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Australia’s acting prime minister, Michael McCormack, has said “facts can sometimes be contentious” and refused to rebuke a Coalition MP who said making children wear masks was akin to child abuse.
Craig Kelly posted on his Facebook page at 1.40am on Tuesday that the results of a published study into mask-wearing by children during showed the impacts were as bad as child abuse.
“What other conclusion can be drawn from this first ever published study, other than that forcing children to wear masks is causing massive physical & psychological harm – that can only be defined as child abuse,” Kelly wrote.
Australian health authorities generally have made exceptions for young children. For example, under the NSW mask mandate, authorities say children 12 years and under are exempt from wearing face masks “but are encouraged to wear masks where practicable”. Children are 12 are also exempt from Brisbane’s mask mandate.
The research by a German university found a range of impacts had been reported by children, including suffering headaches and being less cheerful, Kelly said.
International health advice has repeatedly found mask wearing to be an effective way of controlling the spread of Covid-19.
In an interview on the ABC, McCormack answered a question about Kelly spreading misinformation by saying: “Facts are sometimes contentious and what you might think is right, somebody else might think is completely untrue. That is part of living in a democratic country.”
He repeatedly said he was against censorship, when speaking about the posts and the decision to ban the US president, Donald Trump, from social media platforms.
“Is it right that somebody then decides who gets taken down and who gets left up? Imagine being on that little jury. I wouldn’t want to be on that jury. I don’t think we should have that sort of censorship in our society.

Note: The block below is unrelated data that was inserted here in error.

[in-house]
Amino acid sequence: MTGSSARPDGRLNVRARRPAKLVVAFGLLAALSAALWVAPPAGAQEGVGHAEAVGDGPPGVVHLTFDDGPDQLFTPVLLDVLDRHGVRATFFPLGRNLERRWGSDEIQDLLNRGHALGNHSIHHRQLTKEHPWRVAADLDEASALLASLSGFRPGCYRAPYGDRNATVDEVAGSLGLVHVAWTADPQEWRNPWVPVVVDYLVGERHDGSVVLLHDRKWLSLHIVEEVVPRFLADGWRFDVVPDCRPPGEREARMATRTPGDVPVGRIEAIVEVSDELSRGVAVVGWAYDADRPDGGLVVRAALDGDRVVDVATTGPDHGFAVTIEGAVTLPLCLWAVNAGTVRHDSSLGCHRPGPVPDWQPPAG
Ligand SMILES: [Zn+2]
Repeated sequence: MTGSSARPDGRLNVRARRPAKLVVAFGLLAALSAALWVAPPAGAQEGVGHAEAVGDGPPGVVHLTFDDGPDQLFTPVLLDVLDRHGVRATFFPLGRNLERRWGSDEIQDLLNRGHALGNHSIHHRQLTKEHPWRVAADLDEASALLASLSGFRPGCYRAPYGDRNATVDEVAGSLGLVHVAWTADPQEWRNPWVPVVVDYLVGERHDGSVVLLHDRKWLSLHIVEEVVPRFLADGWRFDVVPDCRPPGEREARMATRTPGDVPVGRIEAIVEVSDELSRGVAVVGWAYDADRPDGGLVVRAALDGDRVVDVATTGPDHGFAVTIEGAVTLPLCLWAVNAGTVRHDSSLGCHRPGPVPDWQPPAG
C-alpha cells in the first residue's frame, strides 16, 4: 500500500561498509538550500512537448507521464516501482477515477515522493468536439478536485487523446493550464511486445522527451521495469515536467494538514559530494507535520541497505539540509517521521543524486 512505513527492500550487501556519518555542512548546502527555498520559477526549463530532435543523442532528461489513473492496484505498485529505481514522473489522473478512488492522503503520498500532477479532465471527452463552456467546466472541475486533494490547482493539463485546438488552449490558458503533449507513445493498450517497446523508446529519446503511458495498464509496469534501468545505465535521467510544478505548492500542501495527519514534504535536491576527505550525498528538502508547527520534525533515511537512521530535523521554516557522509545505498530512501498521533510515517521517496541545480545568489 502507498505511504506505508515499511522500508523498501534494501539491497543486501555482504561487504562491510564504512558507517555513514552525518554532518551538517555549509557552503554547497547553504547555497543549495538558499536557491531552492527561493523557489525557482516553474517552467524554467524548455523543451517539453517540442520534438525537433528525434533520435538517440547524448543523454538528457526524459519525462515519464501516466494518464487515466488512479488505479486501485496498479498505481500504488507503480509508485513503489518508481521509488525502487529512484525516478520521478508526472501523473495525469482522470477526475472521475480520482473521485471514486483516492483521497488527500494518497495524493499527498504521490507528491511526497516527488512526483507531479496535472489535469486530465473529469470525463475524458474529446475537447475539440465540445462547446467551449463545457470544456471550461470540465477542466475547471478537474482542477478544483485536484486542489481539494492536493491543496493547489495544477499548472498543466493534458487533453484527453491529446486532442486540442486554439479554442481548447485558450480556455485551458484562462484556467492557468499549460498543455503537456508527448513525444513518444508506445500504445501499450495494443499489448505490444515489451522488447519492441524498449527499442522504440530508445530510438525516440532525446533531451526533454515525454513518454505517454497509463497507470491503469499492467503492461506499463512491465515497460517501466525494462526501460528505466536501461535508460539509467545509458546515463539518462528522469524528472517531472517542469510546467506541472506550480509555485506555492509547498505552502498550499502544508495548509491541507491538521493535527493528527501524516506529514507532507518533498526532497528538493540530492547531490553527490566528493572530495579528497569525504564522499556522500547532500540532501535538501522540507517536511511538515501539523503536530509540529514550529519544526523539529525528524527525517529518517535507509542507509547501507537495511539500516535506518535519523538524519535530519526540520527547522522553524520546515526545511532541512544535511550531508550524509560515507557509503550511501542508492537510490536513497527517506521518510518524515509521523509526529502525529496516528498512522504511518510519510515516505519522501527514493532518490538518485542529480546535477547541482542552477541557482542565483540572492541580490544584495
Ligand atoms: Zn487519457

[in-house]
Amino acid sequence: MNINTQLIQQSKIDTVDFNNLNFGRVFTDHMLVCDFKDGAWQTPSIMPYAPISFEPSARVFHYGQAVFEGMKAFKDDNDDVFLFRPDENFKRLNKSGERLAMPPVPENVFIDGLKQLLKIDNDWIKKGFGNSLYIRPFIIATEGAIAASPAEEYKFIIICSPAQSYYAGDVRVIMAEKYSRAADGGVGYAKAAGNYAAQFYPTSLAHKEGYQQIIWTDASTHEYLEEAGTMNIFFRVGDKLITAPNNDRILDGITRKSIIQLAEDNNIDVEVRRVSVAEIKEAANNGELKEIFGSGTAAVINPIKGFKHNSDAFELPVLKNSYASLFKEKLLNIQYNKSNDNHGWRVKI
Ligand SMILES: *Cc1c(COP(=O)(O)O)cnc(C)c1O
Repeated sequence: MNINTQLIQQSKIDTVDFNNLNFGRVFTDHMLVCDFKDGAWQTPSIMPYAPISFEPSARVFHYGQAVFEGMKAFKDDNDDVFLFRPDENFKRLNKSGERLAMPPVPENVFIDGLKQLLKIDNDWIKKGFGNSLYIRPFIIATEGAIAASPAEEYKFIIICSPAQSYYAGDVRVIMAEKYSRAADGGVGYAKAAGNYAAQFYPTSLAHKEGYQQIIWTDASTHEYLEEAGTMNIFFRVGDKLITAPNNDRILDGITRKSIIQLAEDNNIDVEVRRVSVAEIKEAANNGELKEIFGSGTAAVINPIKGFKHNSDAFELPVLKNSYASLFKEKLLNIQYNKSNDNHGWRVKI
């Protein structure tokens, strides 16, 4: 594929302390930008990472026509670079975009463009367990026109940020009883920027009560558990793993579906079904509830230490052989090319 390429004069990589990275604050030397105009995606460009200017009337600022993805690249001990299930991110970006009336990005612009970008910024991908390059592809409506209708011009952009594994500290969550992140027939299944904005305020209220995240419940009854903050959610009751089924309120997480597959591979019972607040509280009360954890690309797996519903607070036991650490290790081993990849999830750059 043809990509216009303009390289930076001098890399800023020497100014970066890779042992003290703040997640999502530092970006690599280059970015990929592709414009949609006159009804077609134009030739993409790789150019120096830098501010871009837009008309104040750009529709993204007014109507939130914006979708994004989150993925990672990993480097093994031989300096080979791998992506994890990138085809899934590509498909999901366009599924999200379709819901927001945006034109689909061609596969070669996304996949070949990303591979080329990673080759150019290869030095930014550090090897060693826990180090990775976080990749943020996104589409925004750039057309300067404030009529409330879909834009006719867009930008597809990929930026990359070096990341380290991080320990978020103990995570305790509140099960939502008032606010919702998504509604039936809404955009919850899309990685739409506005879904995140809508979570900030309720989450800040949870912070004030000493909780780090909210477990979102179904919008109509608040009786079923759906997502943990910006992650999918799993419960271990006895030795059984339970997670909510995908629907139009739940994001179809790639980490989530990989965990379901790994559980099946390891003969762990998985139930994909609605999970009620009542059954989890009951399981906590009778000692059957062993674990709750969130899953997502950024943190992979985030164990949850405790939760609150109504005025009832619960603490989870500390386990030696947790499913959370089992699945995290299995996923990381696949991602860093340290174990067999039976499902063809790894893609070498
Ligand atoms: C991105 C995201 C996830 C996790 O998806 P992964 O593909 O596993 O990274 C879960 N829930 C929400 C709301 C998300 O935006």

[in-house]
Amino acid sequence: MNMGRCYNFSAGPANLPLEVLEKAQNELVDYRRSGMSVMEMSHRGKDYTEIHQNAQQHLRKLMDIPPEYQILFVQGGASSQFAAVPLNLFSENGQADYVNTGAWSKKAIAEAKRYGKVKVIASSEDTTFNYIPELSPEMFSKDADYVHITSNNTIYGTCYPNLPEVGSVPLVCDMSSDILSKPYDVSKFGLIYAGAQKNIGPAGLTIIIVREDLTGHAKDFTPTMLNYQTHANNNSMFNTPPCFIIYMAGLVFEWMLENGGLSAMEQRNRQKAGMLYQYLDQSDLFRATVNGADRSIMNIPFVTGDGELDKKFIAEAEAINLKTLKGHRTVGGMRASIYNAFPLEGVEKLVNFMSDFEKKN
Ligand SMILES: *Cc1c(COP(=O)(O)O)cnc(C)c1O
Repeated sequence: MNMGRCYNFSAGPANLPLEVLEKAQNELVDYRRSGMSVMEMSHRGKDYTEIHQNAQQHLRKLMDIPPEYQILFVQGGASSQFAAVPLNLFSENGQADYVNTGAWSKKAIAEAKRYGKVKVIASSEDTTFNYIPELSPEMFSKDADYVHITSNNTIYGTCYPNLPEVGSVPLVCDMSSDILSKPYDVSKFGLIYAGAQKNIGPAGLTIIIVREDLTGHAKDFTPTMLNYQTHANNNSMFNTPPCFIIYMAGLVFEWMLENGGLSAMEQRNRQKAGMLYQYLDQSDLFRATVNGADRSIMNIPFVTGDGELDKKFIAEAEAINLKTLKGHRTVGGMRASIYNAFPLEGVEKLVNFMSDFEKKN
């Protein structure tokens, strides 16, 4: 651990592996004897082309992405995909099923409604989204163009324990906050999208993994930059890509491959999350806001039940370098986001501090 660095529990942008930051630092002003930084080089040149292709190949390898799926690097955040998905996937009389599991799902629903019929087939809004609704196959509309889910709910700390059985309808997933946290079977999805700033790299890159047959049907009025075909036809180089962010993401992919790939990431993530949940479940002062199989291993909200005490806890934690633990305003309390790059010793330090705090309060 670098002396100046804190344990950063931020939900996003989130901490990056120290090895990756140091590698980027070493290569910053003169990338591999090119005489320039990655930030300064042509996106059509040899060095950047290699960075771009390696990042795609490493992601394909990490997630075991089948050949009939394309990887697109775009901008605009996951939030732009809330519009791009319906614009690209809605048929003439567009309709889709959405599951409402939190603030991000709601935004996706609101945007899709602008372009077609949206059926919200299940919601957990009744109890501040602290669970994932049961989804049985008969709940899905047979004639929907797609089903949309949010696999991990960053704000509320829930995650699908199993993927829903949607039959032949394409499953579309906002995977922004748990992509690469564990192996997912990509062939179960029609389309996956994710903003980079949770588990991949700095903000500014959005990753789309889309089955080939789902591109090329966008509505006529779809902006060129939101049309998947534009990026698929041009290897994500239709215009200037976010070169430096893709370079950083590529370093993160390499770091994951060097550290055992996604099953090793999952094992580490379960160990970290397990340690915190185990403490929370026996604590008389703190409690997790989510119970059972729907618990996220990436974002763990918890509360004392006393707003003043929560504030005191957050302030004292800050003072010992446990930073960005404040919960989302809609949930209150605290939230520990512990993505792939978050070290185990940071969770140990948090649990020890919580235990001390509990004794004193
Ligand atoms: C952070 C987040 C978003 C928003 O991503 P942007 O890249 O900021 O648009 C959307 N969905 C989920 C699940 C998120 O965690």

“I am not in favour of censorship. I am a former newspaper editor and journalists know that they have the right to free speech.
“There is 102,000 names on the war memorial in Canberra etched into that bronze who fought so we could have a democratic country, so we could speak freely and it is every free born person’s right to uphold that freedom of speech. I do stick by that.”
McCormack also again compared the insurgency in the US capital last week to last year’s Black Lives Matter protests.
He would not be drawn on whether it was fair to compare a protest against racial inequality and the death of George Floyd to the uprising by Trump supporters seeking to overturn a fair election, saying both involved violence.
“Any form of violence, any form of protest that ends in death and destruction is abhorred,” he said.
“The United States goes through great change but any form of protest, whether it is a protest over racial rights or what we have seen on Capitol Hill in recent days is condemned and abhorred.
“I understand why these protests happen and let’s face it, in Australia we have gone to two world wars so that people can speak freely, so they can have that democratic right of free speech and we have protests here in Australia.”
McCormack is acting prime minister this week while Scott Morrison is on leave. He made similar comments about the rioters on Monday.
The reverberations of last week continue to be felt in the US. Trump is facing the prospect of impeachment for the second time, and authorities in other states fear further violence.
Source: The Guardian
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